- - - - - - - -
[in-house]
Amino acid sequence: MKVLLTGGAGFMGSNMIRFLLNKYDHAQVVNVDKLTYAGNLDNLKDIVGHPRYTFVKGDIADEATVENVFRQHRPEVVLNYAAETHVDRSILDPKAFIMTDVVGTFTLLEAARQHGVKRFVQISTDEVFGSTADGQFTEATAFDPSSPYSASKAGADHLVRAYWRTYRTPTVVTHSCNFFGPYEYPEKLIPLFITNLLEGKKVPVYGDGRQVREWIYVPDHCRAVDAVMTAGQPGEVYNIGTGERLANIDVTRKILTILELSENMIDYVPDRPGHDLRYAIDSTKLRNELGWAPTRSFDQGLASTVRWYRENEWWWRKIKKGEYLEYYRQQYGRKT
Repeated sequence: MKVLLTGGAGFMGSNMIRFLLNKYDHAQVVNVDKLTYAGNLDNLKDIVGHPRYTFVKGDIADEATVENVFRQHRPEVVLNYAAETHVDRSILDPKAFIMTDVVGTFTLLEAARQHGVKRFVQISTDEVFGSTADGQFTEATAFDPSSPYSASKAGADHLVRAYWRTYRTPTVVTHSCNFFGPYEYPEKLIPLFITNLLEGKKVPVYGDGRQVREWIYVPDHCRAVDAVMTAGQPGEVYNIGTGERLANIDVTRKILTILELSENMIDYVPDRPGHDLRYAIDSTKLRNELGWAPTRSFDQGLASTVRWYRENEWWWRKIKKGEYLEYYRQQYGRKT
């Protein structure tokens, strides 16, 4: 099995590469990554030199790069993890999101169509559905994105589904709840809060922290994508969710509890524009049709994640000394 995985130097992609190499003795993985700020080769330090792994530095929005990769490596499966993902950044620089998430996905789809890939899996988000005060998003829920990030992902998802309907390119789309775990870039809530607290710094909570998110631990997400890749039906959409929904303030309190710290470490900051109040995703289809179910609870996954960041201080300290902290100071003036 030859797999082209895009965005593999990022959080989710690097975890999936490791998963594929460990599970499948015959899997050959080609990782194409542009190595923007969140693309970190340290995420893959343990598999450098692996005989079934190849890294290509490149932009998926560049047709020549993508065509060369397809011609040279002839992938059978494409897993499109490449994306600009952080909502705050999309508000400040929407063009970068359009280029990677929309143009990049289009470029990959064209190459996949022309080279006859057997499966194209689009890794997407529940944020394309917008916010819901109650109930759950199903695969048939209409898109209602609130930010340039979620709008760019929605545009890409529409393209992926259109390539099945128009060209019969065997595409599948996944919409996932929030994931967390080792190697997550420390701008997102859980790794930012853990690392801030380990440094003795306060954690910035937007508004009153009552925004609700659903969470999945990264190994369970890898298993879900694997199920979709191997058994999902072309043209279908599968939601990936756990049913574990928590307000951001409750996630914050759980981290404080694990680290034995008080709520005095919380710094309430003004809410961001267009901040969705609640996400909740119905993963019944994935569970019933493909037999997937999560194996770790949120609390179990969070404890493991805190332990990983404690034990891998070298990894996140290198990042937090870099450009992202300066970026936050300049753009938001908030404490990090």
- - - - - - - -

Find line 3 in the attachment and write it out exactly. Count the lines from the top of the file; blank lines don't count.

Repeated sequence: MKVLLTGGAGFMGSNMIRFLLNKYDHAQVVNVDKLTYAGNLDNLKDIVGHPRYTFVKGDIADEATVENVFRQHRPEVVLNYAAETHVDRSILDPKAFIMTDVVGTFTLLEAARQHGVKRFVQISTDEVFGSTADGQFTEATAFDPSSPYSASKAGADHLVRAYWRTYRTPTVVTHSCNFFGPYEYPEKLIPLFITNLLEGKKVPVYGDGRQVREWIYVPDHCRAVDAVMTAGQPGEVYNIGTGERLANIDVTRKILTILELSENMIDYVPDRPGHDLRYAIDSTKLRNELGWAPTRSFDQGLASTVRWYRENEWWWRKIKKGEYLEYYRQQYGRKT